Know Your Horse Tail Ribbons

04.2.2015
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by Matt
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11 Comments
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The horse world is steeped in tradition, but loves a good trend. Trends come and trends go, but some of the oldest and best-loved traditions aren’t wrapped up in fashion or training methods but in the simple interest of keeping horses and riders safe. Take tail ribbons, for example. Different colored ribbons in horses’ tails send different messages about that horse — messages you’ll want to be able to read. Do you know your horse tail ribbons?

The colored tail ribbons seem to be making a show-ring comeback after being relegated to the hunting field for many years. Here are the basics you’ll want to know, so that you can act accordingly around other horses — and have others act accordingly around your horse!

Green:
This is a simple one — a green horse. Spot one of these in the warm-up ring and you’ll know to go easy on this horse-and-rider combination as they’re negotiating the brave new world of horse showing.

Red:
The classic “stay away” ribbon, red is the universal color of the kicker. Keep your distance from these crimson-bedecked horses — they’re warning you away so you won’t get hurt.

Yellow:
This color traditionally means “caution” whether you’re on horseback or on the highway. In this case, take caution with that yellow-ribboned horse — that’s a stallion. Although the rider might be fully capable of controlling their stallion, there’s no need to antagonize a potentially territorial horse, so steer clear of yellow.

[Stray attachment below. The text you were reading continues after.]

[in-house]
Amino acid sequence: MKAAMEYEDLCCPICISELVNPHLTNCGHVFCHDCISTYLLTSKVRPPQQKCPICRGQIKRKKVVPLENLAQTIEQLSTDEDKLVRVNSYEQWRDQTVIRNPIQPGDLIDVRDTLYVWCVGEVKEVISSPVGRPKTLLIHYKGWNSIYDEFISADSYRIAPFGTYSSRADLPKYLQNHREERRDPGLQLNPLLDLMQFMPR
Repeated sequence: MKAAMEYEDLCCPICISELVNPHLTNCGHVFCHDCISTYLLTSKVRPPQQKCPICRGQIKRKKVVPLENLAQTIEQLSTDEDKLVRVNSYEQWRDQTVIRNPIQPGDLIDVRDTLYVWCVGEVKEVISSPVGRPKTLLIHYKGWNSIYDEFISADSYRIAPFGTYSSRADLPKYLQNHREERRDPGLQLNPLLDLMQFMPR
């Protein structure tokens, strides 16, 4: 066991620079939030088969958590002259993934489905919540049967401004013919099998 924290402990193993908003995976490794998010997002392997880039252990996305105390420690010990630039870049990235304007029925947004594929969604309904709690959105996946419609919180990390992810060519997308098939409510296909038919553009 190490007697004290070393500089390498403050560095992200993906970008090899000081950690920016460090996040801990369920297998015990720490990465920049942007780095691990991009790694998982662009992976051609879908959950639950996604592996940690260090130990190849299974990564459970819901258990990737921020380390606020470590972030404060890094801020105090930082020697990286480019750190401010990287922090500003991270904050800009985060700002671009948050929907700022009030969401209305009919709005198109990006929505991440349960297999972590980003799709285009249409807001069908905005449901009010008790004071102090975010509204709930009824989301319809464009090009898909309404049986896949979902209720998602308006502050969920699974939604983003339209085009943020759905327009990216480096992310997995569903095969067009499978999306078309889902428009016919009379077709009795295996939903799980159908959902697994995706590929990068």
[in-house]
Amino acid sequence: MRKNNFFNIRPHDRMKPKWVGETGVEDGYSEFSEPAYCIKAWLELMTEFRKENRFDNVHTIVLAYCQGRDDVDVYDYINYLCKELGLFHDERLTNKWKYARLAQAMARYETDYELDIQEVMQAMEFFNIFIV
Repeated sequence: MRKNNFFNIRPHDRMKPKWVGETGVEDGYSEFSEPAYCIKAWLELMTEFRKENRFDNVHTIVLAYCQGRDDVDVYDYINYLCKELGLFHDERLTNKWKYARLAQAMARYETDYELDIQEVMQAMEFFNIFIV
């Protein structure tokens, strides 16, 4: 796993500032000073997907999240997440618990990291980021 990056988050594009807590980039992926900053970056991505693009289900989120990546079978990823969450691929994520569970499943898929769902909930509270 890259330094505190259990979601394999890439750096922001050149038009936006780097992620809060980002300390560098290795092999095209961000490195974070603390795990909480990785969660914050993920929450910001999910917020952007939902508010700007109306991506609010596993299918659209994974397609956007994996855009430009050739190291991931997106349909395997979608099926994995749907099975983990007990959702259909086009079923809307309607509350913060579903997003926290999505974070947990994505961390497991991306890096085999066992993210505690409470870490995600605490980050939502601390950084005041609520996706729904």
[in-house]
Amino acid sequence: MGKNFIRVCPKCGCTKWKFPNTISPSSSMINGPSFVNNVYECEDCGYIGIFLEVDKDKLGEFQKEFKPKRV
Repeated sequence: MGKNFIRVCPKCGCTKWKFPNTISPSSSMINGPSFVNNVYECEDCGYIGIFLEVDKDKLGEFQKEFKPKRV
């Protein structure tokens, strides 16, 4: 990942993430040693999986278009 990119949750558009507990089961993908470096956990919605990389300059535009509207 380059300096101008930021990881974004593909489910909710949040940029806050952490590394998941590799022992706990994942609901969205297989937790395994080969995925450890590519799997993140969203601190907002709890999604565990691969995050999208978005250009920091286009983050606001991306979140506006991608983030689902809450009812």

White:
Seemingly less common these days, there’s plenty of evidence on the Internet to suggest that a white ribbon means a horse is for sale.

Of course, throughout the world all of these can be tweaked a little. Some breed associations in the UK require that competing stallions wear a red, white, and blue ribbon in their tails. Some other disciplines seem to have adopted the red, white, and blue color scheme for stallions as well.

Have a different take on tail ribbon? Know some more colors and their meanings? Share in the comments!

11 responses on “Know Your Horse Tail Ribbons

  1. Lynn says:

    At 4H winter shows, I’d put a red ribbon in my mare’s tail just to keep the kids from riding their horses up into her butt — it was distracting for both of us!

  2. Robina Plume says:

    A good indication of temperament and type of horse.
    Easy to see.
    Safety is important.

  3. Guest says:

    Ive seen a stallion with a red ribbon only at an endurance race only yesterday….it was strange….i remember that they used to use the red for kickers and yellow for stalions but you almost always saw them combined on a stalion….gues red is enough these days

  4. Marie says:

    My stallion is green, a kicker, a stallion, and for sale. Which do I put? Or should I just get a rainbow ribbon.

  5. Vickie says:

    My horse is blind in one eye, is there a ribbon for the horse has a disability?

    • Matt Johnson says:

      There aren’t any ribbons that universally identify that a horse has a disability. However, if you use a red ribbon, other riders will naturally give you some extra space, since they’ll think that your horse might kick. This might be the best option for your situation.

    • Jack says:

      Not that I know of but I would think blue would be most appropriate since people are already accustomed to this for any other disability related items.

  6. Pepper Splechter says:

    My horse bites what should I use?

    • Matt Johnson says:

      While there isn’t a specific ribbon for horses that bite, using a red tail ribbon will warn other riders to leave your horse some extra space, which works out well for biters as well as kickers.

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